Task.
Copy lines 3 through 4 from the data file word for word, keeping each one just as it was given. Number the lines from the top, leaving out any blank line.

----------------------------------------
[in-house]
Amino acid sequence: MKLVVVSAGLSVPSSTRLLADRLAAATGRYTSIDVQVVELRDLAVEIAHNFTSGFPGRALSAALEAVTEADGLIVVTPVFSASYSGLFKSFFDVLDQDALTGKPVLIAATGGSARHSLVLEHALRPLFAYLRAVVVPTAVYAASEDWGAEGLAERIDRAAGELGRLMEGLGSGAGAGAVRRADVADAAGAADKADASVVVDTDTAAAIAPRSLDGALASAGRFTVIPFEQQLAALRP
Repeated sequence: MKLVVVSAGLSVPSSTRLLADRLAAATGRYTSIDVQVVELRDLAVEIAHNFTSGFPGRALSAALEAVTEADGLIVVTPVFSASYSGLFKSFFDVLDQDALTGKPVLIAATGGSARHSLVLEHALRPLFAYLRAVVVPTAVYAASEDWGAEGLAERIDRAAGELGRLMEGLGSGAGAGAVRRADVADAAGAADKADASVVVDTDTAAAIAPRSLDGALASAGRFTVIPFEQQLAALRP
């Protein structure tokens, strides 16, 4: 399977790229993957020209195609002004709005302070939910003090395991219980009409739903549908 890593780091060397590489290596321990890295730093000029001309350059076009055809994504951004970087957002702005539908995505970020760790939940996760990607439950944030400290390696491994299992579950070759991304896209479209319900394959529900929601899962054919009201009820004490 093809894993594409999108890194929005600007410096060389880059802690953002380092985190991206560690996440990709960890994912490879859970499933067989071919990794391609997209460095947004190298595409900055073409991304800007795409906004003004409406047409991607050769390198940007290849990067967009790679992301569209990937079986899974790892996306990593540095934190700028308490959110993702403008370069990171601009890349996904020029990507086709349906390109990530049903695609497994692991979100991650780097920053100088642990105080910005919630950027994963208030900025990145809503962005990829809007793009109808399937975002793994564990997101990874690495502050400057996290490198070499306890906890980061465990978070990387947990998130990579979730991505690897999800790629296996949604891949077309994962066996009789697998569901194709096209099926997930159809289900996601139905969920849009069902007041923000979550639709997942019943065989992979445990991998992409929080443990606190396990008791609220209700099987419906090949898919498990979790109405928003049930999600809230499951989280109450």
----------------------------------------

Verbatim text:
Repeated sequence: MKLVVVSAGLSVPSSTRLLADRLAAATGRYTSIDVQVVELRDLAVEIAHNFTSGFPGRALSAALEAVTEADGLIVVTPVFSASYSGLFKSFFDVLDQDALTGKPVLIAATGGSARHSLVLEHALRPLFAYLRAVVVPTAVYAASEDWGAEGLAERIDRAAGELGRLMEGLGSGAGAGAVRRADVADAAGAADKADASVVVDTDTAAAIAPRSLDGALASAGRFTVIPFEQQLAALRP
């Protein structure tokens, strides 16, 4: 399977790229993957020209195609002004709005302070939910003090395991219980009409739903549908 890593780091060397590489290596321990890295730093000029001309350059076009055809994504951004970087957002702005539908995505970020760790939940996760990607439950944030400290390696491994299992579950070759991304896209479209319900394959529900929601899962054919009201009820004490 093809894993594409999108890194929005600007410096060389880059802690953002380092985190991206560690996440990709960890994912490879859970499933067989071919990794391609997209460095947004190298595409900055073409991304800007795409906004003004409406047409991607050769390198940007290849990067967009790679992301569209990937079986899974790892996306990593540095934190700028308490959110993702403008370069990171601009890349996904020029990507086709349906390109990530049903695609497994692991979100991650780097920053100088642990105080910005919630950027994963208030900025990145809503962005990829809007793009109808399937975002793994564990997101990874690495502050400057996290490198070499306890906890980061465990978070990387947990998130990579979730991505690897999800790629296996949604891949077309994962066996009789697998569901194709096209099926997930159809289900996601139905969920849009069902007041923000979550639709997942019943065989992979445990991998992409929080443990606190396990008791609220209700099987419906090949898919498990979790109405928003049930999600809230499951989280109450």